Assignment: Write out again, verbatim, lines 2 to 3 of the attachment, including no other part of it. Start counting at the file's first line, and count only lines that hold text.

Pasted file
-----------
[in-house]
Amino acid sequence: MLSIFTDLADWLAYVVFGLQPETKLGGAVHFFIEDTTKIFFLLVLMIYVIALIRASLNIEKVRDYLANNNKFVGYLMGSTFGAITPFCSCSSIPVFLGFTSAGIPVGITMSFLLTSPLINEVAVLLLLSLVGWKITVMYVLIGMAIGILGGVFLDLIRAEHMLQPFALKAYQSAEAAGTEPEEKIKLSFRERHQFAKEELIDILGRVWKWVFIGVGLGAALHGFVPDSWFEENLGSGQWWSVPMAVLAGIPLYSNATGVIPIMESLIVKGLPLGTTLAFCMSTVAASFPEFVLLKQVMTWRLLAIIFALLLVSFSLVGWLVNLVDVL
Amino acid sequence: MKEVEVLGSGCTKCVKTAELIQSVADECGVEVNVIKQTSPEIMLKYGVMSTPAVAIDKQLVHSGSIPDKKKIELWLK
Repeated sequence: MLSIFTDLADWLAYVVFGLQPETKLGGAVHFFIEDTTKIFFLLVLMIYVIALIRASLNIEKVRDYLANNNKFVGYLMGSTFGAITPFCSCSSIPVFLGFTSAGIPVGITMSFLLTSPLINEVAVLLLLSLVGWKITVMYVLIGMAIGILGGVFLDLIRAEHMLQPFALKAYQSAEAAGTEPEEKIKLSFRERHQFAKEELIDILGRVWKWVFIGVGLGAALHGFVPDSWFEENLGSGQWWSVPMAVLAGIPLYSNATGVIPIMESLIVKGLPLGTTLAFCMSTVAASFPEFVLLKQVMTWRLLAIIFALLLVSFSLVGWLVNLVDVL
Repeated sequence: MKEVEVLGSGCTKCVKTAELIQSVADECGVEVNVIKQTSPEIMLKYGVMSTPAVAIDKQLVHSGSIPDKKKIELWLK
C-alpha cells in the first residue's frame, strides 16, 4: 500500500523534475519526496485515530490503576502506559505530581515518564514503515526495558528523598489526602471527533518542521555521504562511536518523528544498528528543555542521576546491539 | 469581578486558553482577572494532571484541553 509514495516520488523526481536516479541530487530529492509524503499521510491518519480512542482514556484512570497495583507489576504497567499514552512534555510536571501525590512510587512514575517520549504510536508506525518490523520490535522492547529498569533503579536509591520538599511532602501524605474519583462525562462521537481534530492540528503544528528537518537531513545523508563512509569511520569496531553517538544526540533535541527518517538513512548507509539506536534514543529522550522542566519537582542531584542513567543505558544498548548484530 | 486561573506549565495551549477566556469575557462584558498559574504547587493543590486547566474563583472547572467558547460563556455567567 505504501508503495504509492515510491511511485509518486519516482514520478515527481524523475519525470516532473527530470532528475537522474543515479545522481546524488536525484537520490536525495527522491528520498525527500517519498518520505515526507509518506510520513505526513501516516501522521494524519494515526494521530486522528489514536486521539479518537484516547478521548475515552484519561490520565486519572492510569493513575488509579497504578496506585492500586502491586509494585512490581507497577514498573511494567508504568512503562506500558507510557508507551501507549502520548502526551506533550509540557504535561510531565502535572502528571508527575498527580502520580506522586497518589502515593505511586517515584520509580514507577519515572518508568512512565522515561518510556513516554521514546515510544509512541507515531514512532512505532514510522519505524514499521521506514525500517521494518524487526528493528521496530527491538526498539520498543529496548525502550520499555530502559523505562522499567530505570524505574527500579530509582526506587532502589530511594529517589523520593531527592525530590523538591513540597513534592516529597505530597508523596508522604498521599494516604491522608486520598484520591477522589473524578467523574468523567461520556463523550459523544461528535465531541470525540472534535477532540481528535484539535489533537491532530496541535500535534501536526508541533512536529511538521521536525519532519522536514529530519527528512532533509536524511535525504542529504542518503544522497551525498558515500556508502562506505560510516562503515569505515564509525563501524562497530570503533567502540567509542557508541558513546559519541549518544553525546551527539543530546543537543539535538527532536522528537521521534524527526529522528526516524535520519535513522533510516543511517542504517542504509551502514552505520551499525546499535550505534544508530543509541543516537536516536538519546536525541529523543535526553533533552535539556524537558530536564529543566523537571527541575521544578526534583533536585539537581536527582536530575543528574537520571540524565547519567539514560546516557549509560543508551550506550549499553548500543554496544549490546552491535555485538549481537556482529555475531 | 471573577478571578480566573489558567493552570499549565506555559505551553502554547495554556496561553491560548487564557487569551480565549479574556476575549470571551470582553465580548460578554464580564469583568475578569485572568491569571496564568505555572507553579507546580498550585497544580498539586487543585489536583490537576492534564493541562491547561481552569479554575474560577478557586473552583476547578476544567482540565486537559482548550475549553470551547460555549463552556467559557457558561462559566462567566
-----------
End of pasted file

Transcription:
Amino acid sequence: MLSIFTDLADWLAYVVFGLQPETKLGGAVHFFIEDTTKIFFLLVLMIYVIALIRASLNIEKVRDYLANNNKFVGYLMGSTFGAITPFCSCSSIPVFLGFTSAGIPVGITMSFLLTSPLINEVAVLLLLSLVGWKITVMYVLIGMAIGILGGVFLDLIRAEHMLQPFALKAYQSAEAAGTEPEEKIKLSFRERHQFAKEELIDILGRVWKWVFIGVGLGAALHGFVPDSWFEENLGSGQWWSVPMAVLAGIPLYSNATGVIPIMESLIVKGLPLGTTLAFCMSTVAASFPEFVLLKQVMTWRLLAIIFALLLVSFSLVGWLVNLVDVL
Amino acid sequence: MKEVEVLGSGCTKCVKTAELIQSVADECGVEVNVIKQTSPEIMLKYGVMSTPAVAIDKQLVHSGSIPDKKKIELWLK